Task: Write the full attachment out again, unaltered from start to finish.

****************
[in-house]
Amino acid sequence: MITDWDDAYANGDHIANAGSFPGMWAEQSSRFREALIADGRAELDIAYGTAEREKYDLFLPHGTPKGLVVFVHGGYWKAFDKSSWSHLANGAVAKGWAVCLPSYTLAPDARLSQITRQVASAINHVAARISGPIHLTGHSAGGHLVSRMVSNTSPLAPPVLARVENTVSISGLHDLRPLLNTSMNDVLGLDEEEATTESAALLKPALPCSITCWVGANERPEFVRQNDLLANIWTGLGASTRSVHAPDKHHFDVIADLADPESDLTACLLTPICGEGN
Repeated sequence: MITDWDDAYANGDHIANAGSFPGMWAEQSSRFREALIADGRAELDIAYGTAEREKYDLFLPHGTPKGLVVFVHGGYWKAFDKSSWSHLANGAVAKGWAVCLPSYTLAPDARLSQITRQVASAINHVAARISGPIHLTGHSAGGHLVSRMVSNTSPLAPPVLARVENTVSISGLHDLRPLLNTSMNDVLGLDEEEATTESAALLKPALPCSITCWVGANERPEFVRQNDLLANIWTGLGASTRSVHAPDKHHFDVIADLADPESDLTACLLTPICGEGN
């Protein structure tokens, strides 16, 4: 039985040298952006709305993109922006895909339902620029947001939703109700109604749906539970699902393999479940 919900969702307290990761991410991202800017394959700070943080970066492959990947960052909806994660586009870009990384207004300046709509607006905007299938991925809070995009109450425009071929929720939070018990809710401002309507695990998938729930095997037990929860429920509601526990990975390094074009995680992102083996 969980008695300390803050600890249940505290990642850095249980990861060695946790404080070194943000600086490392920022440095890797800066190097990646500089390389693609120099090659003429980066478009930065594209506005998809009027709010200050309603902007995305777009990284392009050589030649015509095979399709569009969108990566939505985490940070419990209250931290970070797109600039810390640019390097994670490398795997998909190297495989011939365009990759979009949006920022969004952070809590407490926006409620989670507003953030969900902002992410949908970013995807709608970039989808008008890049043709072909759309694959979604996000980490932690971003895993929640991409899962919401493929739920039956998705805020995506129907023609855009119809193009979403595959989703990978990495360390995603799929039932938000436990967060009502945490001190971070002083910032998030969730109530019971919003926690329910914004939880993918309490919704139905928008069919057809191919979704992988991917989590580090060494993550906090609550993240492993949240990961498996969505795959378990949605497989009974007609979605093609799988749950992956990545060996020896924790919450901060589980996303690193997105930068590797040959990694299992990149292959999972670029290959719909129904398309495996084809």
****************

[in-house]
Amino acid sequence: MITDWDDAYANGDHIANAGSFPGMWAEQSSRFREALIADGRAELDIAYGTAEREKYDLFLPHGTPKGLVVFVHGGYWKAFDKSSWSHLANGAVAKGWAVCLPSYTLAPDARLSQITRQVASAINHVAARISGPIHLTGHSAGGHLVSRMVSNTSPLAPPVLARVENTVSISGLHDLRPLLNTSMNDVLGLDEEEATTESAALLKPALPCSITCWVGANERPEFVRQNDLLANIWTGLGASTRSVHAPDKHHFDVIADLADPESDLTACLLTPICGEGN
Repeated sequence: MITDWDDAYANGDHIANAGSFPGMWAEQSSRFREALIADGRAELDIAYGTAEREKYDLFLPHGTPKGLVVFVHGGYWKAFDKSSWSHLANGAVAKGWAVCLPSYTLAPDARLSQITRQVASAINHVAARISGPIHLTGHSAGGHLVSRMVSNTSPLAPPVLARVENTVSISGLHDLRPLLNTSMNDVLGLDEEEATTESAALLKPALPCSITCWVGANERPEFVRQNDLLANIWTGLGASTRSVHAPDKHHFDVIADLADPESDLTACLLTPICGEGN
């Protein structure tokens, strides 16, 4: 039985040298952006709305993109922006895909339902620029947001939703109700109604749906539970699902393999479940 919900969702307290990761991410991202800017394959700070943080970066492959990947960052909806994660586009870009990384207004300046709509607006905007299938991925809070995009109450425009071929929720939070018990809710401002309507695990998938729930095997037990929860429920509601526990990975390094074009995680992102083996 969980008695300390803050600890249940505290990642850095249980990861060695946790404080070194943000600086490392920022440095890797800066190097990646500089390389693609120099090659003429980066478009930065594209506005998809009027709010200050309603902007995305777009990284392009050589030649015509095979399709569009969108990566939505985490940070419990209250931290970070797109600039810390640019390097994670490398795997998909190297495989011939365009990759979009949006920022969004952070809590407490926006409620989670507003953030969900902002992410949908970013995807709608970039989808008008890049043709072909759309694959979604996000980490932690971003895993929640991409899962919401493929739920039956998705805020995506129907023609855009119809193009979403595959989703990978990495360390995603799929039932938000436990967060009502945490001190971070002083910032998030969730109530019971919003926690329910914004939880993918309490919704139905928008069919057809191919979704992988991917989590580090060494993550906090609550993240492993949240990961498996969505795959378990949605497989009974007609979605093609799988749950992956990545060996020896924790919450901060589980996303690193997105930068590797040959990694299992990149292959999972670029290959719909129904398309495996084809």